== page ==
Christopher Nank March 25, 2012 at 03:08 PM
Thank you Richard! I'm not necessarily "anti-gun" either, but this law worries me -- the ways in which it could be potentially mis-applied and that it encourages, as you say, a MORE dangerous environment.
Andy Warrener March 29, 2012 at 06:57 PM
Here is a link to the law itself: http://www.leg.state.fl.us/statutes/index.cfm?App_mode=Display_Statute&Search_String=&URL=0700-0799/0776/Sections/0776.013.html I personally see nothing wrong with the law. It allows you to protect yourself from an assailant as long as you are not somewhere you are not supposed to be. It lets you not surrender yourself as a victim. Unfortunately, and obviously we live in a state where violent crimes happen. Even more unfortunate, is that we ARE on our own to protect ourselves. In a violent encounter, seconds could make the difference between life and death; your own life or death. Calling the cops will pretty much never save you from a crime. Police are just there to clean up the mess afterward. If we could rely on police to protect us, they would have got to Zimmerman before he chased after Trayor. Would you say they are not able to get there fast enough? This only further proves my point that you cannot rely on police for protection. Violence is quick and shocking. If we surrender our right to defend ourselves, what are we submitting ourselves to? To address your second point - How many of those "justifiable homicides" would have been regular old "homicides"? You go from the assailant being killed to the innocent victim being killed.
Andy Warrener March 29, 2012 at 07:07 PM
I also wholly disagree that walking away from trouble is the best way to avoid it. If the water buffalo tries to ignore and slink away from the lion, the lion will pursue and eat him. If the buffalo rallies and shows the lion how difficult it will be to take him down, the lion will go after another, probably smaller or sicker buffalo. If you try to not make eye contact and slink away from someone that is eyeing you to rob you, I promise that perp will come after you when he sees that fear and how easy it will be to get you. Jesus does talk about turning the other cheek. However, I don't think he meant, "if they take your wallet, let them cut your throat". Is there another side to that? Sure. Once in a while you will get a guy that takes it too far or tries to hide behind Stand Your Ground. Small price to pay to shed victimhood. I would not want to raise my kid in an area where they were compelled to roll over and take whatever the crooks are trying to perpetrate. I think residents and visitors should take comfort on the fact that they are allowed to defend themselves from violent crime. Just because the wanna-be vigilante is trying to hide behind this law is no reason at all to call the law into question, in my opinion.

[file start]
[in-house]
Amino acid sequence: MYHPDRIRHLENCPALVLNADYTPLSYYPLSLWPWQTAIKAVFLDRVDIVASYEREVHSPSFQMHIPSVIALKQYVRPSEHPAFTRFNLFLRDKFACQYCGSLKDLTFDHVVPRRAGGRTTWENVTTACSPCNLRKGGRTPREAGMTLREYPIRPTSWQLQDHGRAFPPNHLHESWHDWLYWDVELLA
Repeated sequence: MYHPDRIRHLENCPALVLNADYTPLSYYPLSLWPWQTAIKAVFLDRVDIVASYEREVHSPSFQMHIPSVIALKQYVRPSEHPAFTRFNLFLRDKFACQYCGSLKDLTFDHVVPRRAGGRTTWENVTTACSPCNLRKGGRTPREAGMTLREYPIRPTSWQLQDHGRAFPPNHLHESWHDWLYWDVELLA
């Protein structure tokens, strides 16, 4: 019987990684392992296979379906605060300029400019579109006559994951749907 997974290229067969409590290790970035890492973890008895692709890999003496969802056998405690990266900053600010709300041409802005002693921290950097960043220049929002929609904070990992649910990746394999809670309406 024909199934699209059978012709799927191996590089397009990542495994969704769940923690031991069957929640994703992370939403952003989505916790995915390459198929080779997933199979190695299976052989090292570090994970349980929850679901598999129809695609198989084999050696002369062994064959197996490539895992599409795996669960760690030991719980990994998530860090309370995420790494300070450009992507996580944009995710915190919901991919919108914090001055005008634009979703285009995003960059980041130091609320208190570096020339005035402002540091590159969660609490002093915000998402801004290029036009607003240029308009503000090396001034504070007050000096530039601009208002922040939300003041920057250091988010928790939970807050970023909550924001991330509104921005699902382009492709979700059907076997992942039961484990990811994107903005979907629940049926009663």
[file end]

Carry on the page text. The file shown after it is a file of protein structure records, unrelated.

Andy Warrener March 29, 2012 at 07:11 PM
Trayvon. Sorry about the name thing, wasn't looking
Christopher Nank March 29, 2012 at 07:40 PM
My point was that the entire distinction between "victim" and "assailant" gets further (and unnecessarily) blurred by this law. Also -- the world is a violent place, no question. A certain amount of risk is inherent in living life. We are never going to make the world (or our communities) 100% safe, no matter what protections we offer or what misguided steps we make to defy this reality. And it's just my opinion that this law encourages violence more than it discourages it. It's also my opinion that the increase in "justifiable" homicides suggests -- it doesn't prove, by any means -- that the law has emboldened people to use violence. Of course there's no way of knowing, without examining each case individually, which ones would've been prosecuted as homicides before the law passed.
Andy Warrener March 30, 2012 at 04:07 AM
I'll warrant you that and agree that is the biggest drawback to the law. My point is that the alternative is even more scary.
nick April 01, 2012 at 02:34 AM
He has been called many names: vigilante, murderer and killer. But the fact is that George Zimmerman was a good Samaritan who patrolled his neighborhood to keep a watch out for thieves and suspicious people. While many of his neighbors were asleep or glued to their TV sets, George was looking out for their well being as the neighborhood watchman. Many people wish that there was a George Zimmerman in their neighborhood.
Christopher Nank April 04, 2012 at 02:37 PM
Nick, I would disagree, but my whole point here was to discuss the more undesirable side effects of this law (Stand Your Ground), not to attack or praise George Zimmerman.